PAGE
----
Care from the money tree is very simple. Many people love to grow money trees in their homes and offices because they are considered lucky symbols. You don’t have to be lucky to learn how to properly care for this houseplant.
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Tips and tricks for the easy care of the money tree
Native to South Africa and Mozambique, money trees are easy to grow indoors and can live up to 100 years with consistent care. In some cultures, the Crassula ovata symbolizes good luck, wealth and prosperity.
What is a money tree?
Crassula ovata are succulents with thick, oval leaves and sturdy stems. It leans on the bonsai and grows like a mini tree. Although these plants grow slowly, about five inches per year, they can grow up to two feet tall.
Properly care for the lucky charm
As you will see in the care instructions below, this plant is very low maintenance. The most important factors you should consider when growing it are water, light, temperature and fertilizer.
- Watering: one of the most important things when caring for the money tree is to make sure that it is watered properly. Never let it dry out completely. However, don’t water the Crassula ovata too often either, as this can lead to root rot. It does not need to be watered on a specific schedule. Rather, do it when the surface of the soil just feels dry. If your penny tree loses leaves or has leaf spots, it is usually due to too little water. In the winter, when the plant is dormant, you need to make it moisturize the soil only half as much as in the spring and summer.
- Light: Too much direct sunlight can burn the leaves of young plants or cause the leaves of mature plants to develop red tips. Too little sunlight can stunt growth or cause plants to look droopy. Aim for four to six hours of indirect sunlight per day, and stagger the money tree gradually if you need to adjust the amount of light it receives. Depending on the time of year, you may need to place your plant in full sun.
- Temperature and humidity: Crassula ovata prefers an average room temperature of 18 to 24 °C. At night and in winter it can tolerate a cooler environment, down to 13 °C, although it should never be kept in temperatures below 10 °C for an extended period.
- Fertilizing: For proper care of the money tree, fertilize it about every six months. Use a balanced, water-soluble fertilizer. It is important that you water your plant as usual and then water it with the fertilizer water. Never do this when the soil is dry, as this will harm the roots.
- Soil: As you’ve already noted, the money tree does well in a dry environment, so you’ll need soil that dries out completely within a day or two. Pre-mixed succulent/cactus soil is excellent for this purpose. This soil mix contains a lot of perlite and rock. Soil with a high percentage of perlite and rocks allows moisture to escape quickly into the bottom of the pot. This type of soil does not retain much moisture, which is perfect for plants that love dry environments. Such fast-draining soil prevents overwatering and keeps the plant in optimal health.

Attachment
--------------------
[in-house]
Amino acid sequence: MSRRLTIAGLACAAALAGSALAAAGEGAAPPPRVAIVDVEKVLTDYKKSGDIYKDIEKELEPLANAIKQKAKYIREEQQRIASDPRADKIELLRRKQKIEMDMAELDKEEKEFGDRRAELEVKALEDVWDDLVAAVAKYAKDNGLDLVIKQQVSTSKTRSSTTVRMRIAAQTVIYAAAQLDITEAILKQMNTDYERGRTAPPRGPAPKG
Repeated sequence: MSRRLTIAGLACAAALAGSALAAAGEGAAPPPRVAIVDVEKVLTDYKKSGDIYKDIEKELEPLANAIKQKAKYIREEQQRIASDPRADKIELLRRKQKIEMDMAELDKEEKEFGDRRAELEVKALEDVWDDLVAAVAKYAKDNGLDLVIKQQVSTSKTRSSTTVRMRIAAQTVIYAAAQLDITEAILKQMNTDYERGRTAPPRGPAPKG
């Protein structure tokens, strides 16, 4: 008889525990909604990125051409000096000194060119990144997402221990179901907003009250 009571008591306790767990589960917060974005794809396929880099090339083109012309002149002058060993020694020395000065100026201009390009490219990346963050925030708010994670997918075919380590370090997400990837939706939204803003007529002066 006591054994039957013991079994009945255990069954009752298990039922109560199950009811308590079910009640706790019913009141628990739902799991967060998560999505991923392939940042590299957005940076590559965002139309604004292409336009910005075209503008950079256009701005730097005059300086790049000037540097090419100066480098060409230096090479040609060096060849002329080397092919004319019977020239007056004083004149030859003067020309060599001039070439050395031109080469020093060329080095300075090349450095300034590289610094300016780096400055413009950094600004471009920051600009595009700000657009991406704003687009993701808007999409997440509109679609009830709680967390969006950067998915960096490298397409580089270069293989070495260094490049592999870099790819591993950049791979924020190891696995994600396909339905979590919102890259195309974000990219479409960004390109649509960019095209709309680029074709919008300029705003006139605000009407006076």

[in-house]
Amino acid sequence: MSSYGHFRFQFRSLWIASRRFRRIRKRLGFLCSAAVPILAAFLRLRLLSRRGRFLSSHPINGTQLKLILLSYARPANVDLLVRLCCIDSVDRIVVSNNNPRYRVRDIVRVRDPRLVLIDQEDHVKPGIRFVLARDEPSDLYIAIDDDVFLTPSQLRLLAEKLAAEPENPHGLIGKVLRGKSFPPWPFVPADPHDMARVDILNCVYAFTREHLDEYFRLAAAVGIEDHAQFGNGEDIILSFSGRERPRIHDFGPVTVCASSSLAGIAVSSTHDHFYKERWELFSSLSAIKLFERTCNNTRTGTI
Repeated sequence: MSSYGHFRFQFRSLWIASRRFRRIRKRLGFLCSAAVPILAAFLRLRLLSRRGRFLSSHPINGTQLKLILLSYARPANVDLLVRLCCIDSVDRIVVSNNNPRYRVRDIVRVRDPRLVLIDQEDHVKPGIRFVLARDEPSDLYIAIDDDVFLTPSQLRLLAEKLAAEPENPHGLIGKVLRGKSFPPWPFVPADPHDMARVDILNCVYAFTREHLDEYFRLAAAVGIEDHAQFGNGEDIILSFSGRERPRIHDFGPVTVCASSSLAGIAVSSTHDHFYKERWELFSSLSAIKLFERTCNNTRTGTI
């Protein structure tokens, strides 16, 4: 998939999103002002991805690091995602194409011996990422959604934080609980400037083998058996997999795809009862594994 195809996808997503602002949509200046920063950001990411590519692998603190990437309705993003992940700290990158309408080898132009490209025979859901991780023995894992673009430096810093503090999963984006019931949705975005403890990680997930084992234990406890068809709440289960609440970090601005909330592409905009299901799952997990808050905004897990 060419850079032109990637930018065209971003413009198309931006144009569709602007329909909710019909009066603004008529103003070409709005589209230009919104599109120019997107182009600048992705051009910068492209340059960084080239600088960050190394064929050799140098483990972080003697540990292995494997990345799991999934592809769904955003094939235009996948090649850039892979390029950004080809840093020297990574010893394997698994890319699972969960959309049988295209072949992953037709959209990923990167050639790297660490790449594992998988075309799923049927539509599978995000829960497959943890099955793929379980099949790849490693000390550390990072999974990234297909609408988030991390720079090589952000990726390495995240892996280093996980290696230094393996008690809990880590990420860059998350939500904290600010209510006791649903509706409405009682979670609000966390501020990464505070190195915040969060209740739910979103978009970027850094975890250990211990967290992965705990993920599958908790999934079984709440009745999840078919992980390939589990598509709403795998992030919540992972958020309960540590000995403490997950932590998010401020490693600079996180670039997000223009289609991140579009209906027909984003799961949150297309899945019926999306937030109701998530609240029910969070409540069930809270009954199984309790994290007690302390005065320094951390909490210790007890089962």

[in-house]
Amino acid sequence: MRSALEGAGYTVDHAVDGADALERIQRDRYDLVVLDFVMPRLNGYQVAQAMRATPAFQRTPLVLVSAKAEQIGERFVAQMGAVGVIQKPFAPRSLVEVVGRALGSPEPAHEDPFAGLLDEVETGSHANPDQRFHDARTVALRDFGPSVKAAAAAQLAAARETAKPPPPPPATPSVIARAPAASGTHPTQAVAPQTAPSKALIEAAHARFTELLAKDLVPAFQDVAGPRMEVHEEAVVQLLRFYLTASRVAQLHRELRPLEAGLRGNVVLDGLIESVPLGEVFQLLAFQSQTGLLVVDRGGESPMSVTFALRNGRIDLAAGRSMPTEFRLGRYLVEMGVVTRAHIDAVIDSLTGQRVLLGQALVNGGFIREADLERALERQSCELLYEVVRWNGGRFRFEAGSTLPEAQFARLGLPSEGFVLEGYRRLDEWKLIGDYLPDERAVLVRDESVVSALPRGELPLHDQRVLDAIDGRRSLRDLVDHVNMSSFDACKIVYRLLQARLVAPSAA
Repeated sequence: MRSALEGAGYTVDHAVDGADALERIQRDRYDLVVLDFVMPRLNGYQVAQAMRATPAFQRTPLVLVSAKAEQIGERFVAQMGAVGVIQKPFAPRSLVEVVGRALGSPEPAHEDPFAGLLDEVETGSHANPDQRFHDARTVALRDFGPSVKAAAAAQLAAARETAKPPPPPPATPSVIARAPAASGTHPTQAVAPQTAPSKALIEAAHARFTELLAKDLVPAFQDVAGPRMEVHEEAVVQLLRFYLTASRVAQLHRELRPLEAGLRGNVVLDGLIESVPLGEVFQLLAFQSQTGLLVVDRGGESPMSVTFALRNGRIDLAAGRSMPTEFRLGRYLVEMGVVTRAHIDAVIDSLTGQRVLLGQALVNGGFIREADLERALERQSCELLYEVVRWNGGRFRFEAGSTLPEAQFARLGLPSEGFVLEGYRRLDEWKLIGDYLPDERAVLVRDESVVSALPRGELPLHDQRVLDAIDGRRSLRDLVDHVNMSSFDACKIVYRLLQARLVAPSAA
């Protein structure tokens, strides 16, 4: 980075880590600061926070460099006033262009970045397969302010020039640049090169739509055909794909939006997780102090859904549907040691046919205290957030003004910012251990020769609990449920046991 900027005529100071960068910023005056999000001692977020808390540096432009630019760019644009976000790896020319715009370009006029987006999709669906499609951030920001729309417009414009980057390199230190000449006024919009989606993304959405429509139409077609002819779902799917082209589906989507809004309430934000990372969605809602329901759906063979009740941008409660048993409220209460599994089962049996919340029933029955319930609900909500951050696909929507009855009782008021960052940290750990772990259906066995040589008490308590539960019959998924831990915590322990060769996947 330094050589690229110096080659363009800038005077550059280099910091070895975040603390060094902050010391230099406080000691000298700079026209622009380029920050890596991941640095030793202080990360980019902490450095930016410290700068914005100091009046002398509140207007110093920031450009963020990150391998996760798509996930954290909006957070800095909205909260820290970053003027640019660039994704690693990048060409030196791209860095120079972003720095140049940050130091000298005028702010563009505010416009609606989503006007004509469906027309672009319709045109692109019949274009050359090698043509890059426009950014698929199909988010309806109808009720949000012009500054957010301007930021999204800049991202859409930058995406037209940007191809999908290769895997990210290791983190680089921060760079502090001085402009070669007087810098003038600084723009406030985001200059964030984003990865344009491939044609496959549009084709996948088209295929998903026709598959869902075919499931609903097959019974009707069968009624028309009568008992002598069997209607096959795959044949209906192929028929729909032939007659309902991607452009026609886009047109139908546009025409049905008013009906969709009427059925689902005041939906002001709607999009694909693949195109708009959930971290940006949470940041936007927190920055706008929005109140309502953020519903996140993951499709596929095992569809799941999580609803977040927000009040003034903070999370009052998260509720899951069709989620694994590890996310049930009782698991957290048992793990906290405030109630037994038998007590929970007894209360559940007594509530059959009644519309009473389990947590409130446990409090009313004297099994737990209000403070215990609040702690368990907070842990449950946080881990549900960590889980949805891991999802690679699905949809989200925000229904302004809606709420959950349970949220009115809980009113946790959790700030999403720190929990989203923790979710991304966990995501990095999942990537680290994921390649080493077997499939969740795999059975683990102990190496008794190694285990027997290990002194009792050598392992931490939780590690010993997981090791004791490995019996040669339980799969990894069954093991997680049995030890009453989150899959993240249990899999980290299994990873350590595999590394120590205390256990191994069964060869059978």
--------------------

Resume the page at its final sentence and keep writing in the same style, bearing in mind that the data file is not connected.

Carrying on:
Common problems with the care of the money tree
While this plant is relatively low-maintenance and not particularly temperamental, you may encounter a few problems that leave you wondering why your Crassula ovata isn’t thriving as it should.
- Red edges on the leaves appear when the plant is exposed to high light intensity. This is not a cause for concern.
- Yellow leaves are probably due to overwatering. Reduce watering and do not leave the plant in soggy compost, always allow it to drain afterwards.
- If many leaves are falling off your money tree, it is a sign that it is under stress. It may have been moved to another location. In this case, try to acclimate it gradually. It could be that it is over- or under-watered. Check your watering system and adjust accordingly.
- Shriveled leaves are a sign of withering. Give your plant a small amount of water daily – the leaves should soon be plump again.
- Watch for insects that look like white, fluffy blobs on the underside of leaves. You may discover mealybugs on the foliage. Wipe them off with a damp cloth or cotton swab soaked in an insecticide that contains fatty acids or vegetable oils.
- If the leaves and stems of your plant are covered with fine webs, they could be spider mites. The top of the leaves may be mottled, while mites and eggs can be seen with a magnifying glass on the underside of the leaves. Treat them with a spray containing fatty acids and vegetable oils.